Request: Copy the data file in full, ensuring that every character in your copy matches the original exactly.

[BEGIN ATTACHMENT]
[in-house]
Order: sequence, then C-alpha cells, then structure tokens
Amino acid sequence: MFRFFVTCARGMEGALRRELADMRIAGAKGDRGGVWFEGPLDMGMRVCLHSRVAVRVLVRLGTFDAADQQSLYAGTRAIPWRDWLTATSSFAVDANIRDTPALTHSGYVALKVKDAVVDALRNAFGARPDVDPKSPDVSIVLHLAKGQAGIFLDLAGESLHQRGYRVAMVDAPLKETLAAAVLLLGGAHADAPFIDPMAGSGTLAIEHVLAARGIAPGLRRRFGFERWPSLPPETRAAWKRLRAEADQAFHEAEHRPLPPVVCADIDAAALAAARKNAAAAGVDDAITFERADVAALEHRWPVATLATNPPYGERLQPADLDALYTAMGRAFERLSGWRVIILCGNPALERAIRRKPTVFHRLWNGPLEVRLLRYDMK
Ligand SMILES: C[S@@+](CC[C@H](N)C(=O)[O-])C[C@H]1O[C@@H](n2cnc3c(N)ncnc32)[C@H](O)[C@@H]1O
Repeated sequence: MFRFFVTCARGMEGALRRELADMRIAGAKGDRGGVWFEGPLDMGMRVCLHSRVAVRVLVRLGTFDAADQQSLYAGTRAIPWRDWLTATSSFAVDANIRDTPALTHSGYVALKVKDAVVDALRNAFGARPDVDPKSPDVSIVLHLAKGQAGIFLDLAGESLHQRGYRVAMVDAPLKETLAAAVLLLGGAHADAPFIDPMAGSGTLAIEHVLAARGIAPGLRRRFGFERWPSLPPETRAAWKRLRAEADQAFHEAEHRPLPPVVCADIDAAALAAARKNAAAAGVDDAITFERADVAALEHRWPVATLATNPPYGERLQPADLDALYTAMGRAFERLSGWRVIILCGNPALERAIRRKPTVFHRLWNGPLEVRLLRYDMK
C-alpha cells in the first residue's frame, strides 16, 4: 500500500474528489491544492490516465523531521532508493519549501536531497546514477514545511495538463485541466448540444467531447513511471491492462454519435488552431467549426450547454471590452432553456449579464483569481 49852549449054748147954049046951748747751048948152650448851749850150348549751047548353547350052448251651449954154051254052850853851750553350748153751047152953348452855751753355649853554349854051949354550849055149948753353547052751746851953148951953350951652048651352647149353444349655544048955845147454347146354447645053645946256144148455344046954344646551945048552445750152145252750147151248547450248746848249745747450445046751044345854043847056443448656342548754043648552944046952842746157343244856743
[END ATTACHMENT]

[in-house]
Order: sequence, then C-alpha cells, then structure tokens
Amino acid sequence: MFRFFVTCARGMEGALRRELADMRIAGAKGDRGGVWFEGPLDMGMRVCLHSRVAVRVLVRLGTFDAADQQSLYAGTRAIPWRDWLTATSSFAVDANIRDTPALTHSGYVALKVKDAVVDALRNAFGARPDVDPKSPDVSIVLHLAKGQAGIFLDLAGESLHQRGYRVAMVDAPLKETLAAAVLLLGGAHADAPFIDPMAGSGTLAIEHVLAARGIAPGLRRRFGFERWPSLPPETRAAWKRLRAEADQAFHEAEHRPLPPVVCADIDAAALAAARKNAAAAGVDDAITFERADVAALEHRWPVATLATNPPYGERLQPADLDALYTAMGRAFERLSGWRVIILCGNPALERAIRRKPTVFHRLWNGPLEVRLLRYDMK
Ligand SMILES: C[S@@+](CC[C@H](N)C(=O)[O-])C[C@H]1O[C@@H](n2cnc3c(N)ncnc32)[C@H](O)[C@@H]1O
Repeated sequence: MFRFFVTCARGMEGALRRELADMRIAGAKGDRGGVWFEGPLDMGMRVCLHSRVAVRVLVRLGTFDAADQQSLYAGTRAIPWRDWLTATSSFAVDANIRDTPALTHSGYVALKVKDAVVDALRNAFGARPDVDPKSPDVSIVLHLAKGQAGIFLDLAGESLHQRGYRVAMVDAPLKETLAAAVLLLGGAHADAPFIDPMAGSGTLAIEHVLAARGIAPGLRRRFGFERWPSLPPETRAAWKRLRAEADQAFHEAEHRPLPPVVCADIDAAALAAARKNAAAAGVDDAITFERADVAALEHRWPVATLATNPPYGERLQPADLDALYTAMGRAFERLSGWRVIILCGNPALERAIRRKPTVFHRLWNGPLEVRLLRYDMK
C-alpha cells in the first residue's frame, strides 16, 4: 500500500474528489491544492490516465523531521532508493519549501536531497546514477514545511495538463485541466448540444467531447513511471491492462454519435488552431467549426450547454471590452432553456449579464483569481 49852549449054748147954049046951748747751048948152650448851749850150348549751047548353547350052448251651449954154051254052850853851750553350748153751047152953348452855751753355649853554349854051949354550849055149948753353547052751746851953148951953350951652048651352647149353444349655544048955845147454347146354447645053645946256144148455344046954344646551945048552445750152145252750147151248547450248746848249745747450445046751044345854043847056443448656342548754043648552944046952842746157343244856743